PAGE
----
The Battle for the Priority Seat
As is common with trains and buses all round the country, the tubes are equipped with clearly marked priority seats which are like gold dust to rush hour commuters. Situated on the end of a row next to a plastic ‘wall’, you only have to sit next to one other passenger and have a means by which to rest your head after a busy day in the office. The number of people that can fall on you are limited and, when you reach your stop, you don’t have to battle through a huge sea of people to exit the train.
Barman moquette priority seating, Central Line 1992 Stock (23 Jan 2014) by Daniel Wright
However, the lucky individuals who have been waiting for one of these seats to become available, and battled their way like Vikings through the mob of people who have also noticed that it is vacant and are rushing to plant their arses on it, all of a sudden seem to lose their ability to see when someone who is entitled to rob the seat off them boards the train. I have witnessed heavily pregnant women stand directly in front of a priority seat, while the well dressed young businessman occupying it in a tailored Savile Row suit stares at the floor and refuses to acknowledge that she even exists. I have seen elderly men and women close to passing out due to the extreme heat, whilst struggling with their weakened muscles to hold onto whatever they can find for their dear life. Occasionally, this is another passenger. Nobody offers them their seat, and they are too polite to ask. They suffer in silence, while the twenty something young man sits and plays Angry Birds or Candy Crush on the latest piece of technology they have acquired.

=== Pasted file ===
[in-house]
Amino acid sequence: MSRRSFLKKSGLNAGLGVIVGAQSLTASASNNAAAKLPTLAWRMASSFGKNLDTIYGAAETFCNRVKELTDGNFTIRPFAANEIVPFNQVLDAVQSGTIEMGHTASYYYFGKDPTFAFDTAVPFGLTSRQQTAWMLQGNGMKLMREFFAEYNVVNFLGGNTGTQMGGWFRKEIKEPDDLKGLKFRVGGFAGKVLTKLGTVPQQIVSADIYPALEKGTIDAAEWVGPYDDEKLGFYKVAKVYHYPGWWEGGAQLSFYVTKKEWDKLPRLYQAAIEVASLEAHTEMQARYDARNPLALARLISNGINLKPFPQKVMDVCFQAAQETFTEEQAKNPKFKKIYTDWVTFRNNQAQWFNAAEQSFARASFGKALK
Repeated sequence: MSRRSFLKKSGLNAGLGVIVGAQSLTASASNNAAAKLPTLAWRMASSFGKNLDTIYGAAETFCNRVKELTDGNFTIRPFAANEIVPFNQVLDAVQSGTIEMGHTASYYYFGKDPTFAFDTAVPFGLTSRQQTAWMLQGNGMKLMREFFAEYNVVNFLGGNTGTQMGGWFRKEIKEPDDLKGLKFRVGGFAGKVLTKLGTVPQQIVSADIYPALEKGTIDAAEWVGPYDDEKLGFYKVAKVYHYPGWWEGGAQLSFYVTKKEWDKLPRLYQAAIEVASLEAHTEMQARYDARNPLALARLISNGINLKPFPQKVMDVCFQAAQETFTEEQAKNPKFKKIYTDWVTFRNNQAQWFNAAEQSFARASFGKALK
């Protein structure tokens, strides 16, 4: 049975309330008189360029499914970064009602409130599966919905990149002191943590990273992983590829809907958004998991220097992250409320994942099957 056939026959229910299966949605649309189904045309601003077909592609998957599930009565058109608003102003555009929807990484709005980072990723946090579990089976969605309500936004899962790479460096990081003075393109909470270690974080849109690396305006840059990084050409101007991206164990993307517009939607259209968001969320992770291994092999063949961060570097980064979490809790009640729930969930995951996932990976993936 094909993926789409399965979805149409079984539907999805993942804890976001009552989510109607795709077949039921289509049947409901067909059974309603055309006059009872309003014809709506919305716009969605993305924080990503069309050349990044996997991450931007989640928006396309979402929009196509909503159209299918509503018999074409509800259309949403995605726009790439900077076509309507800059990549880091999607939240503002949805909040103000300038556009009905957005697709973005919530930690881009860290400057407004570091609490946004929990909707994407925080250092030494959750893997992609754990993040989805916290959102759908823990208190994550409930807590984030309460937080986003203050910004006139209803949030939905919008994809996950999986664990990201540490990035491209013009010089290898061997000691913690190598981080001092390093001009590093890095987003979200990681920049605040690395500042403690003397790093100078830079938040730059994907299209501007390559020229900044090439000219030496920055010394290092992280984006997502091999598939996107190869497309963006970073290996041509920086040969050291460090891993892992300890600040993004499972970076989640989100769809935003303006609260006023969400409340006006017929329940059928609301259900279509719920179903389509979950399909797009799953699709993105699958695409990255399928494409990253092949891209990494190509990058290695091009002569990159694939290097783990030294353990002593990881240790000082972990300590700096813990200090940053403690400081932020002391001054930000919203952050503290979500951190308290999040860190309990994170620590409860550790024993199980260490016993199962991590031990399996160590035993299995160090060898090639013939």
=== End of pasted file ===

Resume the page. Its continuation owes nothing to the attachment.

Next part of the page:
The priority seat blockers are not alone in their crime, however, as the men around them also fail to get up and offer their seats to these fragile individuals. It’s as if there’s an unwritten code which states that no man will acknowledge the infirm or the pregnant when in a seated position on the tube. Usually, I am only able to endure five minutes of this madness before I get up and offer my seat if I’m lucky enough to have had one. It’s either that, or slapping the nearest male around the chops, dragging him out of his seat and then giving him a lecture about priorities before instructing him to sort his life out.